I’m not particularly big on saints—undoubtedly a feature of my Protestant upbringing. But I am big on my Swedish heritage. On my father’s side, I am a mongrel with Welsh, English, Scottish, French, and (according to my father, at least) a tiny bit of Native American blood. On my mother’s side, though, I’m pure Swedish. imagesCAERWR96Can’t get much more Swedish than my mother’s maiden name—Thorsen (“son of Thor”). I have cousins who are 100% Swedish and was much closer to my mother’s family than my father’s growing up, so I’ve always pretended that being half Swedish is the same as being a thoroughbred. It has annoyed me greatly over many years of teaching in the Development of Western Civilization program that I now direct that Sweden is never mentioned. In response to one of my many queries as to why the native land of my ancestors never gets any face time, a historian I was teaching with once replied “because nothing ever happened there.” But remember the Vikings, the baddest and meanest of the barbarians who helped bring down the Roman Empire and throw civilization into the Dark Ages? Those are my ancestors. Don’t piss me off.image001

            So as you spend today celebrating your Irish heritage, or at least pretending that you have an Irish heritage, mark July 23 on your calendar for a blow-out St. Bridget’s Day celebration. Saint Bridget was not your typical Catholic saint. According to “Catholic Online” (a place where Protestants go for entertainment), Bridget was married at age thirteen and had eight children. In her early forties, after nursing her husband through an almost-fatal illness, Bridget and Ulf felt called to split and take holy orders. Bridget was a visionary in both senses of the word—she was very forward thinking and had a whole bunch of visions as well. Her visions instructed her in excruciating detail on everything from how to stop the war between France and England and get the Pope back from Avignon to Rome to the habits that the sisters in her new order would wear. She spent decades writing letters to rulers and important persons who ignored her, went to Rome in 1349 and waited for the Pope to return per her instructions (he never did during her lifetime), and never saw her new order founded. As the website says, “she never returned to Sweden but died, worn out old lady far from home in July 1373. She can be called the Patroness of Failures.” Nice. But for some reason, she was canonized in 1391. Probably because she made outstanding meatballs.untitled.3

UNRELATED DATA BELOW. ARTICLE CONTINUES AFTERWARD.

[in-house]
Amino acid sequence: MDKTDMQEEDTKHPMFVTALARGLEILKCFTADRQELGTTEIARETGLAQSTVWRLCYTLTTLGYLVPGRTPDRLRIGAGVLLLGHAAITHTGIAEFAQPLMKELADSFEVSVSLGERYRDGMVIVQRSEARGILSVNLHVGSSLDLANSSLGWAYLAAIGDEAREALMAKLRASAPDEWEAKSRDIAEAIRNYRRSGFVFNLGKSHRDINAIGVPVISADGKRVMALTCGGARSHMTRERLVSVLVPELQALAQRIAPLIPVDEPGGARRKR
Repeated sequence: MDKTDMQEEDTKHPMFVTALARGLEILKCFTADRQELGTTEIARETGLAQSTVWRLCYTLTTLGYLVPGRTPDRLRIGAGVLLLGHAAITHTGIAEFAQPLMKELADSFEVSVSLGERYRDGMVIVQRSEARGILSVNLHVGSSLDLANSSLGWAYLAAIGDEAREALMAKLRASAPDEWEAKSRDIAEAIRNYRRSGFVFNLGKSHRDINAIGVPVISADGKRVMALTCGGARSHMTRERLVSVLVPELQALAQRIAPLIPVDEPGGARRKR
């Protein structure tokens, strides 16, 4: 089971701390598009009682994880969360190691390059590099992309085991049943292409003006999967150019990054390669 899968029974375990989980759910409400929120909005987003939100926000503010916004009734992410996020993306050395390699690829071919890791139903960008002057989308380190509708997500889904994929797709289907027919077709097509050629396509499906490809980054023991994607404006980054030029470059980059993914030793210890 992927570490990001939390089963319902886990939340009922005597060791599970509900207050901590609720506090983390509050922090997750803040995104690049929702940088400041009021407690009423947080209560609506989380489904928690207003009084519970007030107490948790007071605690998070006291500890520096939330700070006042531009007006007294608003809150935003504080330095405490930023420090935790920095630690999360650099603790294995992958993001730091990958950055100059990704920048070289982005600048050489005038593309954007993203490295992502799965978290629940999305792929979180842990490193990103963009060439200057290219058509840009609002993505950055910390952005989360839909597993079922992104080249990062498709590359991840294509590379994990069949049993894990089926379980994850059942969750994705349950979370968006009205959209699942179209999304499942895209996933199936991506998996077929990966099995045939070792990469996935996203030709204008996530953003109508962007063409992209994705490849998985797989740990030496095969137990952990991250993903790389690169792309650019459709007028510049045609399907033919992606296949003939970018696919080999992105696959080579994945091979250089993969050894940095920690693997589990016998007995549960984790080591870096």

Carson and Hughes

The Wisdom of Mister Carson

Season FourIn anticipation of Season Five of “Downton Abbey” making it across the pond to PBS next month, Jeanne and I just finished binge-watching Season Four over the last few evenings to remind us, first, of exactly what is going on in the lives of the two dozen or so characters in the middle of the 1920s and, second, just why this is probably our favorite show on television. That’s saying a lot. We love good television and have several series that we keep up with religiously, including “The Newsroom” which just finished its final season (bummer) and “Homeland” which is close to the end of its fourth season. We are anxiously awaiting the return of “The Americans” next month on FX for a new season. But “Downton Abbey” is a phenomenon in our house, just as it has been for millions of other viewers. No violence, no nudity or sex, no f-bombs—just great character development and brilliant acting from top to bottom. Who knew that people would like something like that?

I learned many months ago that if I was a character on “Downton Abbey,” I would be the stodgy and formal Mr. Carson.mister carson

http://www.buzzfeed.com/justinabarca/which-downton-abbey-character-are-you

And that’s fine with me. Mr. Carson runs the staff similarly to how I run the academic program I direct, with a firm hand and an occasional adjusting of the rules when appropriate. I’m a bit concerned about Mr. Carson’s attachment to tradition and fear of new things, but he’s loosening up a bit as the seasons progress. The main reason I resonate with Mr. Carson is his penchant for pithy and insightful one-liner comments on what is going on around him, a talent rivaled in Downton only by the Dowager Countess of Grantham Violet Crowley upstairs. Here are a few Carsonian observations from the early episodes of Season Four:

I always thought there is something foreign about high spirits at breakfast.